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Verinata Health, Inc. v. Sequenom, Inc.

United States District Court, N.D. California

July 1, 2014

VERINATA HEALTH, INC., et al., Plaintiffs,
v.
SEQUENOM, INC., et al., Defendants.

ORDER GRANTING CUHK'S MOTION FOR LEAVE TO FILE A MOTION FOR RECONSIDERATION AND DENYING SEQUENOM'S MOTION FOR LEAVE TO FILE A MOTION FOR RECONSIDERATION

SUSAN ILLSTON, District Judge.

On May 30, 2014, plaintiffs Verinata Health, Inc. and the Board of Trustees of the Leland Stanford Junior University (collectively "Verinata") filed a non-joint discovery letter requesting an order compelling Sequenom to produce all allegedly privileged correspondence related to the filing prosecution of the patent applications at issue in Interference No. 105, 923. Docket No. 190. On June 2, 2014, the Court ordered defendants Sequenom, Inc. and Sequenom Center for Molecular Medicine, LLC (collectively "Sequenom") to file their portion of the discovery letter responding to Verinata's request by Friday, June 6, 2014. Docket No. 193. On June 5, 2014, Sequenom filed its portion of the discovery letter arguing that Verinata's request should be denied.[1] Docket No. 196. On June 10, 2014, the Court issued an order granting Verinata's request and ordering Sequenom "to produce all allegedly privileged correspondence related to the filing and prosecution of the patent applications at issue in Interference No. 105, 923." Docket No. 200.

By the present motions, Sequenom and the Chinese University of Hong Kong ("CUHK") each seek leave to file a motion for reconsideration of the Court's June 10, 2014 order. Docket Nos. 206, 207. Under Civil Local Rule 7-9, the Court may grant a party leave to file a motion for reconsideration if the moving party shows reasonable diligence in bringing the motion, and the party shows one of the following:

(1) That at the time of the motion for leave, a material difference in fact or law exists from that which was presented to the Court before entry of the interlocutory order for which reconsideration is sought. The party also must show that in the exercise of reasonable diligence the party applying for reconsideration did not know such fact or law at the time of the interlocutory order; or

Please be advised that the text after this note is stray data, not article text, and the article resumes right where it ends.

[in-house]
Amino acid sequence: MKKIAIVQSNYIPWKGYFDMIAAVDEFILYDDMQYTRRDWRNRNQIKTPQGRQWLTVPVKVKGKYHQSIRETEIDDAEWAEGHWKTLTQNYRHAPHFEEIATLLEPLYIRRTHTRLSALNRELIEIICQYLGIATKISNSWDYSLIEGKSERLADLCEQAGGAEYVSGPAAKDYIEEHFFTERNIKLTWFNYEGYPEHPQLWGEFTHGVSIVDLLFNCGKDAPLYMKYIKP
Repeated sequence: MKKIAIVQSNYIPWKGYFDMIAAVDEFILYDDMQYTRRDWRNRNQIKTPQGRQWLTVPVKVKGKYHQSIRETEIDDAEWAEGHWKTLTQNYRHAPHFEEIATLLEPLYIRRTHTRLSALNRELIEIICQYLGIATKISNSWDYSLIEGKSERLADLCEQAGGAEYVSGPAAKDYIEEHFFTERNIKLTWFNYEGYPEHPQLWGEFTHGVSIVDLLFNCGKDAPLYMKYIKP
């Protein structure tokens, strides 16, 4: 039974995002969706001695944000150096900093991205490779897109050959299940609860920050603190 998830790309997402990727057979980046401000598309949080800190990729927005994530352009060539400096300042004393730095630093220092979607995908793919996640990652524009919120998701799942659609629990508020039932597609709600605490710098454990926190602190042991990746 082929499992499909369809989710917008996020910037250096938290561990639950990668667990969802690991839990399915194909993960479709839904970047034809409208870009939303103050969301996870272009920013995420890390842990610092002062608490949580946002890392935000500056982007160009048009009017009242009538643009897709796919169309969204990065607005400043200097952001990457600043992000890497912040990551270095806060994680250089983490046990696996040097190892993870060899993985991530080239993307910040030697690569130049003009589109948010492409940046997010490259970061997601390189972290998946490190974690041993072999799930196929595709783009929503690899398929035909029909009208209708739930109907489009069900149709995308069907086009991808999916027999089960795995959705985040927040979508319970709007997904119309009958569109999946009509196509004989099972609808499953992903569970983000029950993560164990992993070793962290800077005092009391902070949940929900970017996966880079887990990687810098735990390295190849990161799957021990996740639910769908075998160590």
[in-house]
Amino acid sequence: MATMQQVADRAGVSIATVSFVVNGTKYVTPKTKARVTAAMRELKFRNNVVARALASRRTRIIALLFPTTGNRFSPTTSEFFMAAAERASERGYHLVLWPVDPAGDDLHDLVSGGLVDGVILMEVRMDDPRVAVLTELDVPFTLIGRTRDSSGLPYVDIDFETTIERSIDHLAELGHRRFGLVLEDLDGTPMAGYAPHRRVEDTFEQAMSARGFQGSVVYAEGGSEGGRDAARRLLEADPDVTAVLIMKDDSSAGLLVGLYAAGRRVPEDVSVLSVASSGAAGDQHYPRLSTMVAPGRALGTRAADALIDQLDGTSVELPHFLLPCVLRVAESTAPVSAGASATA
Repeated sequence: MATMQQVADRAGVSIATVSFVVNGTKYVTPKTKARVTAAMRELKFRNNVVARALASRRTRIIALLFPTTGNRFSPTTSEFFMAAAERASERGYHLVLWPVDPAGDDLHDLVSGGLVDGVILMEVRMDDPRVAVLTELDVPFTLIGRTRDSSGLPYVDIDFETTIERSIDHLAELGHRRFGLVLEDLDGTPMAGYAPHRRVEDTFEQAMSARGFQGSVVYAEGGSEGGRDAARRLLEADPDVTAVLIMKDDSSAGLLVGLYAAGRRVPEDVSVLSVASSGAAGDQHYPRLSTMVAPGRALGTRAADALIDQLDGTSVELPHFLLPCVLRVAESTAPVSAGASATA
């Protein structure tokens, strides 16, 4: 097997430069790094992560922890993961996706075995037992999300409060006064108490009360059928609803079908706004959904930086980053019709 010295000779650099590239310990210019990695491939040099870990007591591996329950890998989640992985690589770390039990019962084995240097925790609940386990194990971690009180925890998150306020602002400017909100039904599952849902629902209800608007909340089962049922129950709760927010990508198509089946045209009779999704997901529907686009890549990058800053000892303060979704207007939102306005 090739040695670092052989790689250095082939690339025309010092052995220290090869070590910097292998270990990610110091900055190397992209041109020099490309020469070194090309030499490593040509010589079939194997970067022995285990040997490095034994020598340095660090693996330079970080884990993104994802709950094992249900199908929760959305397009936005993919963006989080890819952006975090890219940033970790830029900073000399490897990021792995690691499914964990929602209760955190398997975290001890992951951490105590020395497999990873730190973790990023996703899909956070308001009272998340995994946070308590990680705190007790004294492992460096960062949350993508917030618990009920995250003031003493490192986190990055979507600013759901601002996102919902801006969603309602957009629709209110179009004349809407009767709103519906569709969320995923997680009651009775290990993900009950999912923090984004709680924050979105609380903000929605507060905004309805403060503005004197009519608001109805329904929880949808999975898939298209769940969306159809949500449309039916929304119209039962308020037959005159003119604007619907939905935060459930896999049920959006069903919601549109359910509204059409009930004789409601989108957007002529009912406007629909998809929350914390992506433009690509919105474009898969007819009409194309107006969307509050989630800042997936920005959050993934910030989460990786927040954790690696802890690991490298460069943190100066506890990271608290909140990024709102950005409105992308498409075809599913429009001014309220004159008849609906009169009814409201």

(2) The emergence of new material facts or a change of law occurring after the time of such order; or
(3) A manifest failure by the Court to consider material facts or dispositive legal arguments which were presented to the Court before such interlocutory order.

N.D. Cal. Civ. L.R. 7-9(b).

In its motion for leave, Sequenom argues that it should be granted leave to file its motion for reconsideration because there are new facts and law not previously available to the Court that would make a material difference to the Court's analysis, in particular the email at issue by Dr. Lo that resulted in the waiver. Docket No. 205 at 1-3. Under Civil Local Rule 7-9(b)(1), the Court may grant a party leave to file a motion for reconsideration if the party is able to show that "at the time of the motion for leave, a material difference in fact or law exists from that which was presented to the Court before entry of the interlocutory order." However, "[t]he party also must show that in the exercise of reasonable diligence the party applying for reconsideration did not know such fact or law at the time of the interlocutory order." See also Marlyn Nutraceuticals, Inc. v. Mucos Pharma GmbH & Co., 571 F.3d 873, 880 (9th Cir. 2009) (stating that a motion for reconsideration "may not be used to raise arguments or present evidence for the first time when they could reasonably have been raised earlier in the litigation'" (emphasis in original)). Sequenom does not claim that it did not know about these new facts and new law at the time its filed its portion of the discovery letter or at the time the Court entered its June 10, 2014 order. Therefore, Sequenom has failed to show that it should be granted leave to file its proposed motion for reconsideration. Moreover, a review of Sequenom's proposed motion for reconsideration shows that is merely an attempt to relitigate the discovery letters and raise new arguments and present new evidence that could have been raised earlier in the litigation.[2] A motion for reconsideration may not be used to "relitigate old matters, or to raise arguments or present evidence that could have been raised'" earlier in the litigation. Exxon Shipping Co. v. Baker, 554 U.S. 471, 485 n.5 (2008); accord Marlyn Nutraceuticals, 571 F.3d at 880. Accordingly, the Court DENIES Sequenom's motion for leave to file a motion for reconsideration. Docket No. 206.

In its motion for leave, CUHK argues that it should be granted leave to file a motion for reconsideration because, since it was not a party to the action at the time of the discovery letters, it did not participate in the briefing on the issue and the Court's order was issued without notice to it. The Court finds that these reasons provide a sufficient basis for granting CUHK leave to file its motion for reconsideration. Accordingly, the Court GRANTS CUHK's motion for leave to file its motion for reconsideration and SCHEDULES a hearing on the motion for reconsideration for Friday, August 8, 2014 at 9:00 a.m. Verinata must file its opposition by July 15, 2014. CUHK must file its reply, if any, by July 22, 2014. This Order resolves Docket No. 206.

IT IS SO ORDERED.


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